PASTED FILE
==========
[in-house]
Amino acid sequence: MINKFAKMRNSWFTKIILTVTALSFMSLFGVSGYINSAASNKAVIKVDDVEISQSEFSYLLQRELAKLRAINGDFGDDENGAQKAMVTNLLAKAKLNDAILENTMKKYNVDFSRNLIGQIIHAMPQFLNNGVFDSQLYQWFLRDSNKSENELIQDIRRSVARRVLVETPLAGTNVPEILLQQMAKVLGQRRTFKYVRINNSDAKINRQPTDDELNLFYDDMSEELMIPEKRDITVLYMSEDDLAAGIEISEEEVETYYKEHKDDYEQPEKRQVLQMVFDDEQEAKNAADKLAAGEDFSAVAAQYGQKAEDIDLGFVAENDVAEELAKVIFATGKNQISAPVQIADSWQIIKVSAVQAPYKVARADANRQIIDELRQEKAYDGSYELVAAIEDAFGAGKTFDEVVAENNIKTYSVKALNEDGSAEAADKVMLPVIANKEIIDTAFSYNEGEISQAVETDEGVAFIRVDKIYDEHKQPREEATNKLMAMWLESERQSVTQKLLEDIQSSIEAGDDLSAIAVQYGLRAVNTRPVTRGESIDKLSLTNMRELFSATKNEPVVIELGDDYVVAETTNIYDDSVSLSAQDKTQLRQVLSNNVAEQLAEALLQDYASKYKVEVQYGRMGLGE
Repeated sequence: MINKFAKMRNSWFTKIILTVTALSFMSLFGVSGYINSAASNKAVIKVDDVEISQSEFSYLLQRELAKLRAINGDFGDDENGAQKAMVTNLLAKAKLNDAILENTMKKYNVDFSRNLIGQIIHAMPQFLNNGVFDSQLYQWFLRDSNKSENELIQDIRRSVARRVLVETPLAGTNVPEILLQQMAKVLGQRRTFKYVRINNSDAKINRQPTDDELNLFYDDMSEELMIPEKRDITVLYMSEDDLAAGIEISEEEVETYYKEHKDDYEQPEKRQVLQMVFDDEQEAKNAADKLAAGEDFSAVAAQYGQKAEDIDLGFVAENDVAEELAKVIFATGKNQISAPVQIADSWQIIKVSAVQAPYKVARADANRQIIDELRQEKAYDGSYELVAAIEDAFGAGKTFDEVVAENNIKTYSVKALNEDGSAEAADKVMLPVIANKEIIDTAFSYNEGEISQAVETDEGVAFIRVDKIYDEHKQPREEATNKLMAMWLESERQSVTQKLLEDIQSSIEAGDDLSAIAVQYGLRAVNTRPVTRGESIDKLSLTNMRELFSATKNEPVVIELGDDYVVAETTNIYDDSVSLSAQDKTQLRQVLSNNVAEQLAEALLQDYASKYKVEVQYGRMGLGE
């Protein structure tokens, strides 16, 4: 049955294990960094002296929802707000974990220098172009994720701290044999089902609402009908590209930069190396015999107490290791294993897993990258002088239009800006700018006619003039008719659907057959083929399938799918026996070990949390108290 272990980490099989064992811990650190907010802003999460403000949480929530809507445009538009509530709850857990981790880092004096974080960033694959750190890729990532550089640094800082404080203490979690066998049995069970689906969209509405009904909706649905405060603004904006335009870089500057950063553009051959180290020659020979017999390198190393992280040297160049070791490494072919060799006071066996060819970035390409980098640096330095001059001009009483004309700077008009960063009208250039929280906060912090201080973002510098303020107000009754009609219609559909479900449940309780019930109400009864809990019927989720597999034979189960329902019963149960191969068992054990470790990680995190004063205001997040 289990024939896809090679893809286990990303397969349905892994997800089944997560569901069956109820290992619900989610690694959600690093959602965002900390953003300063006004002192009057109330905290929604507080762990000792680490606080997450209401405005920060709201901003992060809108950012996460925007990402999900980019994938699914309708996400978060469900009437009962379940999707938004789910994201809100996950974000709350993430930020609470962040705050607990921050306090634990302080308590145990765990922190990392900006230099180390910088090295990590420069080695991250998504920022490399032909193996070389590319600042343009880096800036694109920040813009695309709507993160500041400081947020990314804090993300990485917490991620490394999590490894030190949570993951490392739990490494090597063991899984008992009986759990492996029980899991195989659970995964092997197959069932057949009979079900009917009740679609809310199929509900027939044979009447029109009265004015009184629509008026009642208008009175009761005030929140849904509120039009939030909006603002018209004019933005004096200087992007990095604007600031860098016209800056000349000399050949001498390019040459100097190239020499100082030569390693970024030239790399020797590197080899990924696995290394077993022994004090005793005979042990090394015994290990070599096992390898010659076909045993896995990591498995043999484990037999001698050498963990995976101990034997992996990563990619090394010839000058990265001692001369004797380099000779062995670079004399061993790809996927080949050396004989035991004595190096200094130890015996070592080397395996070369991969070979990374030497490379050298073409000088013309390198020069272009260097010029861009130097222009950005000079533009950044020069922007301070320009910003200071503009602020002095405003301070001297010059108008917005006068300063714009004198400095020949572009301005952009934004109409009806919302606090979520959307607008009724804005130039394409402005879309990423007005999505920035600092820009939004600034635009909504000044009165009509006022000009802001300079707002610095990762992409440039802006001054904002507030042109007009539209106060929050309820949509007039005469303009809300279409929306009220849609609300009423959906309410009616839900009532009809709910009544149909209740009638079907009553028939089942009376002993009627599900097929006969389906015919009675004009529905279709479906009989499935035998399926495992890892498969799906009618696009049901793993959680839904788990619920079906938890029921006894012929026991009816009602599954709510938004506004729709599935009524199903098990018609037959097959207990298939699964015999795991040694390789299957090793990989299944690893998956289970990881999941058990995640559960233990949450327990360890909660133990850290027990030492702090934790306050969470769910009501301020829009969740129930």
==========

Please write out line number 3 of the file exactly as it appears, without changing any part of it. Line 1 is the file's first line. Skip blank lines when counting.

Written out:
Repeated sequence: MINKFAKMRNSWFTKIILTVTALSFMSLFGVSGYINSAASNKAVIKVDDVEISQSEFSYLLQRELAKLRAINGDFGDDENGAQKAMVTNLLAKAKLNDAILENTMKKYNVDFSRNLIGQIIHAMPQFLNNGVFDSQLYQWFLRDSNKSENELIQDIRRSVARRVLVETPLAGTNVPEILLQQMAKVLGQRRTFKYVRINNSDAKINRQPTDDELNLFYDDMSEELMIPEKRDITVLYMSEDDLAAGIEISEEEVETYYKEHKDDYEQPEKRQVLQMVFDDEQEAKNAADKLAAGEDFSAVAAQYGQKAEDIDLGFVAENDVAEELAKVIFATGKNQISAPVQIADSWQIIKVSAVQAPYKVARADANRQIIDELRQEKAYDGSYELVAAIEDAFGAGKTFDEVVAENNIKTYSVKALNEDGSAEAADKVMLPVIANKEIIDTAFSYNEGEISQAVETDEGVAFIRVDKIYDEHKQPREEATNKLMAMWLESERQSVTQKLLEDIQSSIEAGDDLSAIAVQYGLRAVNTRPVTRGESIDKLSLTNMRELFSATKNEPVVIELGDDYVVAETTNIYDDSVSLSAQDKTQLRQVLSNNVAEQLAEALLQDYASKYKVEVQYGRMGLGE